Bangkok, Thailand, 26 August 2016 — Dr Dao Thi Nga, Co-Founder and Director of the Center for Water Resources Conservation and Development (WARECOD), a Vietnamese nongovernmental organisation is among 15 Biodiversity “Hotspot Heroes” to be honoured on September 4 at the IUCN World Conservation Congress.
The conservationists, selected by the Critical Ecosystem Partnership Fund (CEPF), will receive their awards at the Bishop Museum in Honolulu Hawai’i, for their outstanding contribution to the conservation of biodiversity hotspots.
CEPF is a grant-making mechanism that aims to protect Earth’s most biologically rich yet threatened areas. IUCN is leading the second phase (2013-2018) of CEPF’s funding work in the Indo-Burma region, working together with the Kadoorie Farm and Botanic Garden, and the Myanmar Environment Rehabilitation-Conservation Network to form the CEPF Regional Implementation team (RIT).
Dr Dao was selected as the Indo-Burma Biodiversity Hotspot Hero from among the fund’s more than 2,000 grantee organisations around the globe.
Born in Viet Nam, Dr Dao earned a Ph.D. in human geography from York University in Toronto. As director of WARECOD, she has been instrumental in piloting community co-management of fisheries in Viet Nam, working with indigenous people and other local communities in the north of the country to develop working models that can inform policy development and lead to wider replication. Since 2009, CEPF has supported these efforts, which has resulted in the establishment of demonstration models and the adoption of regulations on co-management of aquatic resources by the Tuyen Quang Provincial Government.
The only Southeast Asian among the 15 award winners, Dr Dao said in an interview with IUCN that WARECOD’s goal is to promote the sustainable use of Viet Nam’s water resources and gender equality in resource-use and management.
“Over the last 10 years, I have helped develop strategies for the organisation and worked hard to make sure all of our activities are in line with our mission and vision. I have also trained young staff and helped them to enthusiastically work with communities and authorities in our projects,” says Dr Dao.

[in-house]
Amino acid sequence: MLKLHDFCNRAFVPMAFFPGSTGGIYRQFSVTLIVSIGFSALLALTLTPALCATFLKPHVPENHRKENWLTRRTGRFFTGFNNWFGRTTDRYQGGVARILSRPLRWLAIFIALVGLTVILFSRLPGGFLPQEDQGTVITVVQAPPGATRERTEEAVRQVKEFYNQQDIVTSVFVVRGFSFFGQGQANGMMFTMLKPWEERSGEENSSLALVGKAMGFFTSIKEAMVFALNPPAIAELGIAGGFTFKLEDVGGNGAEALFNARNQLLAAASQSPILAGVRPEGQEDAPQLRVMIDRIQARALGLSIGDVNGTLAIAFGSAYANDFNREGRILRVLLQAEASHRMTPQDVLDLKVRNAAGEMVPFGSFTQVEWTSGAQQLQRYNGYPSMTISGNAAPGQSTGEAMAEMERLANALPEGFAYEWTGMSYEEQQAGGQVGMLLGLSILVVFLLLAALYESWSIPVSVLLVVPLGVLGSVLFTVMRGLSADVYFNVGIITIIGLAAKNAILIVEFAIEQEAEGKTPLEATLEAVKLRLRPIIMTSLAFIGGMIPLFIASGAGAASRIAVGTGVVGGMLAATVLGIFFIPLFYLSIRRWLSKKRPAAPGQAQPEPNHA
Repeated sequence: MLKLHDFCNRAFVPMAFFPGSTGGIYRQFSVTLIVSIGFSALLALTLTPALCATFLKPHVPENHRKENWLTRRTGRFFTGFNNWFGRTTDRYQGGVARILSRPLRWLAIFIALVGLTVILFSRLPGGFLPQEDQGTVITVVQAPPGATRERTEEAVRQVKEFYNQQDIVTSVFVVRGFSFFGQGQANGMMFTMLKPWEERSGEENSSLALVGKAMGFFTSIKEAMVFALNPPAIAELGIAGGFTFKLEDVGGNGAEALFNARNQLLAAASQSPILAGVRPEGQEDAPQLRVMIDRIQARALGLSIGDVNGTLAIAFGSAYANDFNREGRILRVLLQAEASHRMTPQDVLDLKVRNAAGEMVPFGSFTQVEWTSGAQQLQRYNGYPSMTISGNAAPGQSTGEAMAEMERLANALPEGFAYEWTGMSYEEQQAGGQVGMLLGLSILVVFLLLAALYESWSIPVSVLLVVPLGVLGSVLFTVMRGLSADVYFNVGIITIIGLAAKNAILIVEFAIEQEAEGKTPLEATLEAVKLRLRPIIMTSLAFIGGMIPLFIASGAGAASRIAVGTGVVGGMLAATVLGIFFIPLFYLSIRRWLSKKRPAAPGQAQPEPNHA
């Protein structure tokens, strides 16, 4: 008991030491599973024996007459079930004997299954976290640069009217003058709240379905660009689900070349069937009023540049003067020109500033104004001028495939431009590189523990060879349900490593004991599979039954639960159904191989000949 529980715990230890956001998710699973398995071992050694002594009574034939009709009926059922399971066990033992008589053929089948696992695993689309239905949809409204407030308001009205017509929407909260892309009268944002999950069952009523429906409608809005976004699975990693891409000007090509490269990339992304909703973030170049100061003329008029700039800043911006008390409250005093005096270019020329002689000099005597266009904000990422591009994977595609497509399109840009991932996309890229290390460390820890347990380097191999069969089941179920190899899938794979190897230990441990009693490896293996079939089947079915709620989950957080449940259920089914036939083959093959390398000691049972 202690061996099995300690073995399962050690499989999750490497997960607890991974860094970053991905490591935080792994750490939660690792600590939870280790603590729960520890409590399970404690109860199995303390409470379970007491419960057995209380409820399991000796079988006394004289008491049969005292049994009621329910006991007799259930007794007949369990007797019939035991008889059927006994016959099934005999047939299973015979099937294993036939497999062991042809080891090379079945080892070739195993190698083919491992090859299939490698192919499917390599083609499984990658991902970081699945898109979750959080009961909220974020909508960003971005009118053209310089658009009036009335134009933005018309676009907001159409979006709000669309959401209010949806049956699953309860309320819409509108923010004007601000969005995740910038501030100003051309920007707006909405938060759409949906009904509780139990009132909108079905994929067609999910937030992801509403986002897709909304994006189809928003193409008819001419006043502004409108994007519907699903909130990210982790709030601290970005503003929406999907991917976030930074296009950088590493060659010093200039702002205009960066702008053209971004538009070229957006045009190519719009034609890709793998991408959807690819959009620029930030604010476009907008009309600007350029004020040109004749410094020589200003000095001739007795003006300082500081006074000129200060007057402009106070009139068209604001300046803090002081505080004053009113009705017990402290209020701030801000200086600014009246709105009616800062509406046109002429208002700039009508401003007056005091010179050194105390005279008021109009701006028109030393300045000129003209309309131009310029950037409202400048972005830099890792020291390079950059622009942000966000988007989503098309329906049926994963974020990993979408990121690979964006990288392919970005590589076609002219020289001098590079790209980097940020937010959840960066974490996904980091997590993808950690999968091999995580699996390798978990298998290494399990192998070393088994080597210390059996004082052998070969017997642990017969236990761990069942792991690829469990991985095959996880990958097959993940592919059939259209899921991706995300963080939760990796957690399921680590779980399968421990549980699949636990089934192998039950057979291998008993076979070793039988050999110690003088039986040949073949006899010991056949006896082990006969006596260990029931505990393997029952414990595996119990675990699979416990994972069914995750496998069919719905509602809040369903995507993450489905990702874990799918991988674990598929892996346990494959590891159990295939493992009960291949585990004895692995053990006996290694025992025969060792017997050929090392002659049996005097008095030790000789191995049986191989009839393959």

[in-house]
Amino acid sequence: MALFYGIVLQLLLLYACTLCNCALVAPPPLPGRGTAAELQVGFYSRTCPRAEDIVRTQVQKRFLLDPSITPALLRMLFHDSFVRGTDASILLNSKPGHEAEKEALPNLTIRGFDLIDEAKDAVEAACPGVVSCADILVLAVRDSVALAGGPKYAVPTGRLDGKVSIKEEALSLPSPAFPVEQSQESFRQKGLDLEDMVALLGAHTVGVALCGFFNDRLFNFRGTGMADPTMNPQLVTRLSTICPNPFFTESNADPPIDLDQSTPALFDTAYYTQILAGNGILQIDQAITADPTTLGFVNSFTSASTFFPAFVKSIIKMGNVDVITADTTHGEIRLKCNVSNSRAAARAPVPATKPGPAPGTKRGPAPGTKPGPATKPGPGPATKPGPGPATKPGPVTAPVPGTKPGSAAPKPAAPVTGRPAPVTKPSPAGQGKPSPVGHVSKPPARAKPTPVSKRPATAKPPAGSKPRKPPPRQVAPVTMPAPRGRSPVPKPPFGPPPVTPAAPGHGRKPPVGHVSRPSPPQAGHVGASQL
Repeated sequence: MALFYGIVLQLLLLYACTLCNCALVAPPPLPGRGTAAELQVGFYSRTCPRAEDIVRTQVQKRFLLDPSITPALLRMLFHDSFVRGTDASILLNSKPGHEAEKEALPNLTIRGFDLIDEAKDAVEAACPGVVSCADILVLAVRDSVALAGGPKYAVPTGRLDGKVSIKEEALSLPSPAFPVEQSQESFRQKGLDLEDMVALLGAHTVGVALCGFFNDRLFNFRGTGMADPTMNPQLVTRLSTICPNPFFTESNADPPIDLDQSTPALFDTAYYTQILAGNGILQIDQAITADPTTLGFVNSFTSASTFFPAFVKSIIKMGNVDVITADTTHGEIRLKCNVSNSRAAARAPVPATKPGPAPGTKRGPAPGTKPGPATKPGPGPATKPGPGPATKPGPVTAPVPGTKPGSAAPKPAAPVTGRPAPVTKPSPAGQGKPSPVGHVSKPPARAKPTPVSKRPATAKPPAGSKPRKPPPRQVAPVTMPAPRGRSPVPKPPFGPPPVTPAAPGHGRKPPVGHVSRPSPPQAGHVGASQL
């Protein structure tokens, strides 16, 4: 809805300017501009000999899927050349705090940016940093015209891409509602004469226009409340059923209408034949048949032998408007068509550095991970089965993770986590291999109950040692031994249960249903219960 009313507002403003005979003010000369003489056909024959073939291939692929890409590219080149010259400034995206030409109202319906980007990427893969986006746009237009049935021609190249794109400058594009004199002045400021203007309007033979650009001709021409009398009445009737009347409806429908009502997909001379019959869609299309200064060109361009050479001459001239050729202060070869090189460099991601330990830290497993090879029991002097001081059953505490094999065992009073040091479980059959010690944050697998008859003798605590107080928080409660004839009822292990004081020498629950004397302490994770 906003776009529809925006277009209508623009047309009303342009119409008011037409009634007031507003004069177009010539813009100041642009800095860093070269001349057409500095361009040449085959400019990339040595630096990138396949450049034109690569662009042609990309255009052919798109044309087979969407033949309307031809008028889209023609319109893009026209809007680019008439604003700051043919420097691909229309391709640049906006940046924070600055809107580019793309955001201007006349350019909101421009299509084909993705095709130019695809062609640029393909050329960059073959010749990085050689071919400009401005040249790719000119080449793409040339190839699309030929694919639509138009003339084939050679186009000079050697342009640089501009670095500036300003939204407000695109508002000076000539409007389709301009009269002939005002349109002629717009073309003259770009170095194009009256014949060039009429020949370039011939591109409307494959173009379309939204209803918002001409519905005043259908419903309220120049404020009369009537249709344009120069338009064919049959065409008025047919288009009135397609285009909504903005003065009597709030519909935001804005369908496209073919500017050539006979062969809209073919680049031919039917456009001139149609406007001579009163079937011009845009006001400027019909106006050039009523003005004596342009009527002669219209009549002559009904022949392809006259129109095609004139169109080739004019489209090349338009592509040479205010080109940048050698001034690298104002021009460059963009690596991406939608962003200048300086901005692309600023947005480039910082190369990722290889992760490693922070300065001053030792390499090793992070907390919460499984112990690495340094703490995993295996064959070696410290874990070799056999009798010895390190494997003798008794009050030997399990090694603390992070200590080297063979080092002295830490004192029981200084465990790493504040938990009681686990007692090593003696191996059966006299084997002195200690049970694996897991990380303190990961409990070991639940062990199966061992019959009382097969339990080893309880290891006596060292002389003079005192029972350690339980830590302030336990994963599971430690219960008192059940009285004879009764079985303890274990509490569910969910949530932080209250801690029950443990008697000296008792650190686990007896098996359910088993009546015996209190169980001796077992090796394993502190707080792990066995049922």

On being recognised as a CEPF Hotspot Hero, Dr Dao says “I dedicate this award to everyone at WARECOD. My colleagues work hard to contribute to environmental protection and nature conservation in Viet Nam. And by accepting this award I am representing all of us and our hard work.”
Dr Dao said that the grants from CEPF has allowed her organisation to fulfill its mission and follow its dreams.
“Without funding support from CEPF, many of our ideas would probably still be just ideas. The activities that we conduct through the CEPF fund range from raising awareness of villagers in the Mekong delta about potential impacts of water infrastructure on the river and its ecosystems, to building capacity for communities in developing water co-management groups, and widely communicating the importance of conservation,” said Dr Dao. “Thanks to CEPF support we were able to set up the first co-management of fishery groups in the Sino-Vietnamese Limestone corridor region. Local authorities have also recognised this as a good model for replicating in the near future.”
The other 14 award winners, including five women, are from Bhutan, China, Colombia, Cook Islands, Dominican Republic, Ghana, India, Madagascar, Mozambique, Panama, Peru, Tunisia, Solomon Islands, and South Africa.
For more information or to set up interviews, please contact:
Nguyen Thuy Anh, Communications and Outreach Officer, IUCN Viet Nam office; m: +84-916451166, tel: +37261575 (ext: 131)
Ann Moey, Regional Communications Manager, IUCN Asia Regional Office; m: +66 92 259 8035; tel: +66 2 662 4029 (ext 157)
Shreeya Joshi, Regional Communications Assistant, IUCN Asia Regional Office; m: +66 62 841 1577
The Critical Ecosystem Partnership Fund (CEPF) is a joint initiative of l’Agence Française de Développement, Conservation International, the European Union, the Global Environment Facility, the Government of Japan, the MacArthur Foundation and the World Bank. CEPF's fundamental goal is to ensure civil society is engaged in biodiversity conservation.